Ways to Spot an Investment Scam
Everybody hopes to find a great investment, but nobody wants to be the victim of a scam. Unfortunately, the more glittery the investment offer and the greater the returns that are promised or even guaranteed, the more likely it is that the "great offer" is really a fraudulent scam. Here are a few tips for figuring out when to walk away.
If It's Pie-in-the-Sky, Say Goodbye
If an investment promises so much that it feels like a dream, it's likely to be a scam. Look twice, or even three times, if the plan promises spectacular results or guarantees double-digit returns. Every investment involves risk — legitimate sales pitches won't promise you the moon or guarantee phantom riches you will likely never see. Listen to your gut — if an offer feels to good to be true, it probably is.
Trappings Don't Signal Authenticity
Don't put a lot of weight in fancy titles and other signs of worldly success when you're evaluating someone offering you an investment opportunity. Most people trying to pass off scams look good and walk tall, banking on you falling for their act. Instead, verify the person's credentials before making a move.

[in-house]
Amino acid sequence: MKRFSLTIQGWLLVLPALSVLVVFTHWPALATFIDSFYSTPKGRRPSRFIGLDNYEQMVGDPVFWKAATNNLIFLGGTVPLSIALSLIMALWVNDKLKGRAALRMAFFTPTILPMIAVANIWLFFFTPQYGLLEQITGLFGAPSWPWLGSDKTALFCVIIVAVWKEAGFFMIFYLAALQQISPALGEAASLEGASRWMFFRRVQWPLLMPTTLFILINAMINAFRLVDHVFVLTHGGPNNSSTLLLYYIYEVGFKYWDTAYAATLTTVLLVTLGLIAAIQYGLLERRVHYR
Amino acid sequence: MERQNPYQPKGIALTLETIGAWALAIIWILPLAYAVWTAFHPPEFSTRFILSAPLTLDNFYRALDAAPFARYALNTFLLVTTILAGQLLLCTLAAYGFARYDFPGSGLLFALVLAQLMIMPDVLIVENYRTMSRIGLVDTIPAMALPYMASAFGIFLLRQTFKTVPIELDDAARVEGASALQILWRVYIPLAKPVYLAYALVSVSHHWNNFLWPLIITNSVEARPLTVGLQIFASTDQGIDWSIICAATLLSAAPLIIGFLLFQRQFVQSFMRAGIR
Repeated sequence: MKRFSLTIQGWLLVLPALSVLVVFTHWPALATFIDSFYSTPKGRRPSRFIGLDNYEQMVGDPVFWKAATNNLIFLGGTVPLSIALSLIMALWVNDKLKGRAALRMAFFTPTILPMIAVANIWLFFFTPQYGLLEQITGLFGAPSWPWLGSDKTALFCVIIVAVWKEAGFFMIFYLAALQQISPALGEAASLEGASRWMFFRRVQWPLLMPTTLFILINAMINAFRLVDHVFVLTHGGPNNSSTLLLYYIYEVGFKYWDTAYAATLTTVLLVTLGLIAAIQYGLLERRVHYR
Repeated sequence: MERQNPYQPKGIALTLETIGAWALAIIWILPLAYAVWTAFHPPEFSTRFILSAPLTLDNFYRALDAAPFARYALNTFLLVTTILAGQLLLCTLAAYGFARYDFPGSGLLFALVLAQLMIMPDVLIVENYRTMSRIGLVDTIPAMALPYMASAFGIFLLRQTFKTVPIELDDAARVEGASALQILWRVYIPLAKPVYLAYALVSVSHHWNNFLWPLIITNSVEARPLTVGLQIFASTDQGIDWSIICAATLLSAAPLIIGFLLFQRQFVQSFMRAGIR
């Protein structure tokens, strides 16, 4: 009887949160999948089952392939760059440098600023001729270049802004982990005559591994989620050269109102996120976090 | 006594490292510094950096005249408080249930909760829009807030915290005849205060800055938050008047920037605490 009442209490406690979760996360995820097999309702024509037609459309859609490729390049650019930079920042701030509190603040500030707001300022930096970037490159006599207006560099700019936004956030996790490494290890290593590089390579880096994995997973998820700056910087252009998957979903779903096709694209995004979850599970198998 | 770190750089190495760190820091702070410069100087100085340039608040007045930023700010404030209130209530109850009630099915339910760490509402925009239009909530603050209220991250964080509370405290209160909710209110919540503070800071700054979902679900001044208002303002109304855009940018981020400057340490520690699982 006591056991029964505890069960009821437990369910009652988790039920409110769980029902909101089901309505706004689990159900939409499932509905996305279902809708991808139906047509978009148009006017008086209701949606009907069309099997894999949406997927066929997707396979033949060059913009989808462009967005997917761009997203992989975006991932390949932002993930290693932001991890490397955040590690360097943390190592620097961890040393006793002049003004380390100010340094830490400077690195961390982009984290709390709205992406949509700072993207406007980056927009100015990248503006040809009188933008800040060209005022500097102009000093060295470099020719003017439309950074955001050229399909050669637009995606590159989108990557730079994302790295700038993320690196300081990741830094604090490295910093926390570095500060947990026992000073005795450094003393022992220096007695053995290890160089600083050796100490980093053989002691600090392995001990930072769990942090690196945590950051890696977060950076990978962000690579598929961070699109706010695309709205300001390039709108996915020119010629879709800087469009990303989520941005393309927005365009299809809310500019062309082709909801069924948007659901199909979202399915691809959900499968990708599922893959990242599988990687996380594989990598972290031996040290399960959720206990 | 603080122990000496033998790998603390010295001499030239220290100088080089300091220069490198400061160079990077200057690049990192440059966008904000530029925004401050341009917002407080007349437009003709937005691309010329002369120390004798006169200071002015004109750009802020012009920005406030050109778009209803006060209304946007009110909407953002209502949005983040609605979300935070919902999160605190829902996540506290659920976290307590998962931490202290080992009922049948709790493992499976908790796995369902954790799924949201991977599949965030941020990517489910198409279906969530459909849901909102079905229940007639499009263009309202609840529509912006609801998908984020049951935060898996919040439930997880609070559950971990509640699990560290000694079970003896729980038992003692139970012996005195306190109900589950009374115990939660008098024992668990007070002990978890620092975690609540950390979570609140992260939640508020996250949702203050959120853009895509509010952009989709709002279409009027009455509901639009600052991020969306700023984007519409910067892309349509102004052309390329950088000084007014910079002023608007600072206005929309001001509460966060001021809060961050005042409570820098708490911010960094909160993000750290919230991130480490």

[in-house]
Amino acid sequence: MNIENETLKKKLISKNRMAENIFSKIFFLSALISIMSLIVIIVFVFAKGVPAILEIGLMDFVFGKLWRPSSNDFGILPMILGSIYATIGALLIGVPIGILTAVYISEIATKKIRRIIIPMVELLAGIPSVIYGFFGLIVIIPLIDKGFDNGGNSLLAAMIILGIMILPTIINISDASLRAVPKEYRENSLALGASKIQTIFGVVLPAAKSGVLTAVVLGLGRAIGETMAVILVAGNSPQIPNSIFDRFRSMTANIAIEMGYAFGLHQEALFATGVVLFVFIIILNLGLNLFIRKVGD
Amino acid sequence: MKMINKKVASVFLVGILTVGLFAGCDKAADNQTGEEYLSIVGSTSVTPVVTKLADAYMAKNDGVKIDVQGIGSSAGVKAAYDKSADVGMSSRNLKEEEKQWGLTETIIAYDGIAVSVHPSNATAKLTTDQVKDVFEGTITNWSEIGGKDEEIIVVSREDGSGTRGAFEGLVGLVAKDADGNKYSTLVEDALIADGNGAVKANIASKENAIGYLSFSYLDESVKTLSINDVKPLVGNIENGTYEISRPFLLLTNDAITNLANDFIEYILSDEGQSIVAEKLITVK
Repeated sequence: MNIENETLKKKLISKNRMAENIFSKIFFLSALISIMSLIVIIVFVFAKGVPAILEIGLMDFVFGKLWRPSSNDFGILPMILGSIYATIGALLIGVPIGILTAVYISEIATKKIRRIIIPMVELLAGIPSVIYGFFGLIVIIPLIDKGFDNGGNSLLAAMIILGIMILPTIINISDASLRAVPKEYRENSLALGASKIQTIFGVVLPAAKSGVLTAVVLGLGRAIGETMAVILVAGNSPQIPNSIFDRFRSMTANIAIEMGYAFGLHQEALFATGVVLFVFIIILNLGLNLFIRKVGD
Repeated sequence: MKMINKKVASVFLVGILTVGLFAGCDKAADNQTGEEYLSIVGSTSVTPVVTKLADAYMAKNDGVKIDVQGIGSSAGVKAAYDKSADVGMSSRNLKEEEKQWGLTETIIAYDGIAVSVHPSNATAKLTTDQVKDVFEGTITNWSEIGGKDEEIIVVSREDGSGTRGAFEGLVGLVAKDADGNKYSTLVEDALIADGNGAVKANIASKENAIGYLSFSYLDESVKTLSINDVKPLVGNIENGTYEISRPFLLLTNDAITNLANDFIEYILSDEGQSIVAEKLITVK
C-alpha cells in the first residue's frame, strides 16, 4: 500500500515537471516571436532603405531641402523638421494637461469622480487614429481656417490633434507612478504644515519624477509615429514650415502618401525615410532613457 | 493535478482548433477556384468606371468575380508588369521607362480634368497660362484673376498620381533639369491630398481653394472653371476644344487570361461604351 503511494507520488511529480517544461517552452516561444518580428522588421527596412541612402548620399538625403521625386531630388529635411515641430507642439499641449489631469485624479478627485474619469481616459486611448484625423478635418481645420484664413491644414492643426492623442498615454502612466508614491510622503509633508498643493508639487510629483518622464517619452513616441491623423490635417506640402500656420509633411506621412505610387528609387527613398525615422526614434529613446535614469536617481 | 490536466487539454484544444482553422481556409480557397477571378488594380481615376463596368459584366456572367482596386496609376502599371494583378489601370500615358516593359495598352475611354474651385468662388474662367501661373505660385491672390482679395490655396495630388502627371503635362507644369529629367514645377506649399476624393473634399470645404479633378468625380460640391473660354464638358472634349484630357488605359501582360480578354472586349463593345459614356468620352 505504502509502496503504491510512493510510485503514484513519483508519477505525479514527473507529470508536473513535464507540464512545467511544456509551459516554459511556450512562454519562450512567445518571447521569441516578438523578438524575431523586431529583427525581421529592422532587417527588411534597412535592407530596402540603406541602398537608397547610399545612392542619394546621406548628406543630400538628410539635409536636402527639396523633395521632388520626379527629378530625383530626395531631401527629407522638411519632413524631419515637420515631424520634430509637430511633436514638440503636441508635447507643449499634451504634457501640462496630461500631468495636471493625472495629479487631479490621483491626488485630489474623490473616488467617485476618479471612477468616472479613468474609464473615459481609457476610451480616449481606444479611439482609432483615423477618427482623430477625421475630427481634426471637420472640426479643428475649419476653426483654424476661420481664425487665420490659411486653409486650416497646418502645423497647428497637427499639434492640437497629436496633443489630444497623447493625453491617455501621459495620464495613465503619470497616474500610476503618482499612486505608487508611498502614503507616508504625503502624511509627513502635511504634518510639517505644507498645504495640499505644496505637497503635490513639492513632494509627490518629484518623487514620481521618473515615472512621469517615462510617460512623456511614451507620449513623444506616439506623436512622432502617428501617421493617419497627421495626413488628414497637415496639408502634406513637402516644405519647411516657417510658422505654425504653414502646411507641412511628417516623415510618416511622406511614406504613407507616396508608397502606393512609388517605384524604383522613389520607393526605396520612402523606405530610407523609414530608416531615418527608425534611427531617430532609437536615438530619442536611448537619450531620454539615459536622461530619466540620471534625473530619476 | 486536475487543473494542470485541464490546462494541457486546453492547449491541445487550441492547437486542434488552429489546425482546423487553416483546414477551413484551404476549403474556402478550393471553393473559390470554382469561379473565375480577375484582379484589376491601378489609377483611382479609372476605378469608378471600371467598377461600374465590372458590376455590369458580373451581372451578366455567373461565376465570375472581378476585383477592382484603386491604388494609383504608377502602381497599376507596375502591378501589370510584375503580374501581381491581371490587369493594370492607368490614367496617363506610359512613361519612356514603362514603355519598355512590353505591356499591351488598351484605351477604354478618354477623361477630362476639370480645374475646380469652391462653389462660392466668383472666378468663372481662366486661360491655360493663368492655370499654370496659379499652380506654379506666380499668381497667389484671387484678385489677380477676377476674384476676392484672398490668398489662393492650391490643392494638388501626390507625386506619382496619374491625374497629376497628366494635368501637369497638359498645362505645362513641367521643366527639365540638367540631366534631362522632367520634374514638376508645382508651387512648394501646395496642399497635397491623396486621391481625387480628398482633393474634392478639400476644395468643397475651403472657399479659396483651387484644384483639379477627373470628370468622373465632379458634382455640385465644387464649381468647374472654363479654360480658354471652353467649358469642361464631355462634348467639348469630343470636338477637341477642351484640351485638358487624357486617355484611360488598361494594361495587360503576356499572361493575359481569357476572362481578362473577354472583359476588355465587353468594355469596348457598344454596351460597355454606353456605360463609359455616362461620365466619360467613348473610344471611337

All investment professionals are required to register with Financial Industry Regulatory Authority (FINRA), the Securities and Exchange Commission (SEC) or your state securities or insurance agency. Look them up online on FINRA BrokerCheck. It's a free tool and a good way to obtain information about people who claim to be brokers and investment advisers.
Take Your Time to Make Up Your Mind
Keep your ear out for phrases like "limited offer" or "act now" threats. Don't be intimidated by a salesperson's now-or-never rhetoric. Any time-limited threats should be viewed as red flags, signaling a potential scam. Legitimate investments do not disappear overnight, so if that's the line, head in the other direction. Likewise, don't let someone make you feel obliged to invest because of free gifts they pass out. Gifts are gifts, and you have every right to insist on more time to consider.
Beware of Inside Information
If a salesperson claims he has special connections or inside information that is not available to others, take a step back. It is against the law to make trades based on insider information that is unavailable to the general public. Scammers sometimes lure investors by offering them exclusive membership in an investment organization or an insider circle of active investors. Your best bet for avoiding financial scams is to become educated about fraudulent tactics and carefully investigate the opportunities out there before jumping on them.